‘Citizens Remembering 9/11’ held at courthouse

Conservatives Of: Washington County hosted ‘Citizens Remembering 9/11’ on Monday, commemorating the Sept. 11, 2001 terrorist attacks at New York City and beyond. Dozens attended the ceremony, which featured speakers and various performers. From left, Luke Alix, Dennis Cooper (playing ‘Taps’ on harmonica), Sean Alix, and, lower right, Sydney Alix. Photo by Philip A. Janquart
Philip A. Janquart
The Conservatives Of: Washington County held its “Citizens Remembering 9/11” ceremony on Monday, Sept. 11 in commemoration of the terror attacks that occurred on American soil 22 years ago.
 It was early that morning, on Sept. 11, 2001, that terrorists with the extremist Islamic group Al-Qaeda flew airliners into the World Trade Center, one for each Twin Tower, in New York City.  
 The buildings would ultimately collapse, causing the deaths of thousands of office workers and hundreds of first responders attempting to save them.
 Another plane hit the Pentagon, located in Arlington, Va., killing 184 people and yet another, United Airlines flight 93, went down near Shanksville, Penn., killing 40.
 Dozens of area residents showed for Monday’s event, which took place in front of the county courthouse, with Cornerstone Assembly of God Pastor, former military service member and law enforcement officer, Mark Burgess, opening the ceremony with an introduction and prayer.
 “Today, we pause to honor the lives that were lost that day, the heroism of police, fire, EMTs, and ordinary citizens as they responded to the catastrophe and resulting in the loss of thousands of lives,” he said, addressing the crowd that had gathered. “Remember the 2,507 lives lost … [in addition to] the 44 first responders who perished in the attacks and ensuing rescue attempts, 72 law enforcement officers from multiple agencies, 343 firefighters, 10 EMTs and paramedics, and 55 military personnel. And remember the heroes that rose up against the terrorists on flight 93.”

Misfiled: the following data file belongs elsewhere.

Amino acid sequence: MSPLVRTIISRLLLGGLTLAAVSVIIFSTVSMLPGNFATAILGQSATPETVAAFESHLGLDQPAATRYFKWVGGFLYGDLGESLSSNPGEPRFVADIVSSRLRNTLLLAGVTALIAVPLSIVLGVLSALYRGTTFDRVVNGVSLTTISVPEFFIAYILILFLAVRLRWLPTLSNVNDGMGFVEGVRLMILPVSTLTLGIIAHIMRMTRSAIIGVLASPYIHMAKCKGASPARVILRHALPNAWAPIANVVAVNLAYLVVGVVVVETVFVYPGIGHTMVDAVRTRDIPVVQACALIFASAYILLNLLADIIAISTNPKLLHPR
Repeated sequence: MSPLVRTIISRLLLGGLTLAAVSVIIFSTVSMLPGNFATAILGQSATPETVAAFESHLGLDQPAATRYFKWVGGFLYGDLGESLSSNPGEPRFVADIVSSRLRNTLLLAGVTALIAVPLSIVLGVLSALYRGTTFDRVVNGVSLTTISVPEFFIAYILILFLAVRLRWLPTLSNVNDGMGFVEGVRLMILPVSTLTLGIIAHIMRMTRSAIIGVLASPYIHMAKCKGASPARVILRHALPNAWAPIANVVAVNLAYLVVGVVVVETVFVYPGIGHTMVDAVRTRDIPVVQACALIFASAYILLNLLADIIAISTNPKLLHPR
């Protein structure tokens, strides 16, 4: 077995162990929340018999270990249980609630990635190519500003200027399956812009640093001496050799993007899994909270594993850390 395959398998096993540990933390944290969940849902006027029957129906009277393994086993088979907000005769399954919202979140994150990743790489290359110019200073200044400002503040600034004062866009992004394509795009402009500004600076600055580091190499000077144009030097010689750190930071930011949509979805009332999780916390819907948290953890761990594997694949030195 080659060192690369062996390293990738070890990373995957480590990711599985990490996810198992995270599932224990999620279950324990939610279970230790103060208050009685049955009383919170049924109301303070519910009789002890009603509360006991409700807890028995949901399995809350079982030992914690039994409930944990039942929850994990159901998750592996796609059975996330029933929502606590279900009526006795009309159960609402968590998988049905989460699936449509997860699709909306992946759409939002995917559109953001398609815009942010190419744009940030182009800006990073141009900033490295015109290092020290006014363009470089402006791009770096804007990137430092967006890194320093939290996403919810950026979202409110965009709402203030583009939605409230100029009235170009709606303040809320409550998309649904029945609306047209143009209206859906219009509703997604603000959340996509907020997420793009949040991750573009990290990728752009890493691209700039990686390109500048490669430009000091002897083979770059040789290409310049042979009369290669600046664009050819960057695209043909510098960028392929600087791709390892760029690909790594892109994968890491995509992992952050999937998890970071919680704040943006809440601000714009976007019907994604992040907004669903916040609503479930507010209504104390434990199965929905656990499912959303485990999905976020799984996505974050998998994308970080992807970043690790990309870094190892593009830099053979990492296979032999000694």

Flight 93, which was thought to be heading toward Washington, D.C., possibly the U.S. Capital Building, went down after passengers rallied together and heroically fought in an attempt to regain control of the aircraft.
 In his address, Burgess quoted the late Arthur Ashe, who said that “True heroism is remarkably sober, very undramatic. It is not the urge to surpass all others at whatever cost, but the urge to serve others at whatever cost.”
 Burgess also urged a return to God.
 “This morning, as we begin this time of remembrance, let us turn to the one, that day, we turned to,” he said. “If you remember Sept. 11, let’s also remember Sept. 12 when the parks, and the churches, and county courthouse steps were packed all over the nation, as we turn to the Lord to bring peace and understanding and to bring comfort to those who are grieving, many still grieving today.”
 Weiser resident Christy Higgins followed with a performance of the National Anthem. Sean Alix, representing Conservatives Of, then gave an address of his own.
 “There are certain dates in history that you remember exactly where you were at, at that moment,” he said. “We remember these dates in history because they are part of our memory as a nation and also part of who we are as a people. We remember the sacrifice of those who have gone before us, whose lives were lost, and those who gave their last full measure of devotion in defense of our nation, for their families, and for their fellow Americans.”
 Alix’s daughters, Sydney, 20, and Bailey, 18, read accounts of those who experienced the tragedy first-hand, as did family friends Cassidy Winchester and Bradley Vanderpool. Alix’s son, Luke, 16, was also in attendance. Bev Wilkie followed with a song and guitar performance, the event ending with Bee Tree Folk School co-owner and local musician Dennis Cooper playing “Taps” on his harmonica.
 “It was a great program,” Cooper said following the ceremony. “I was impressed.”


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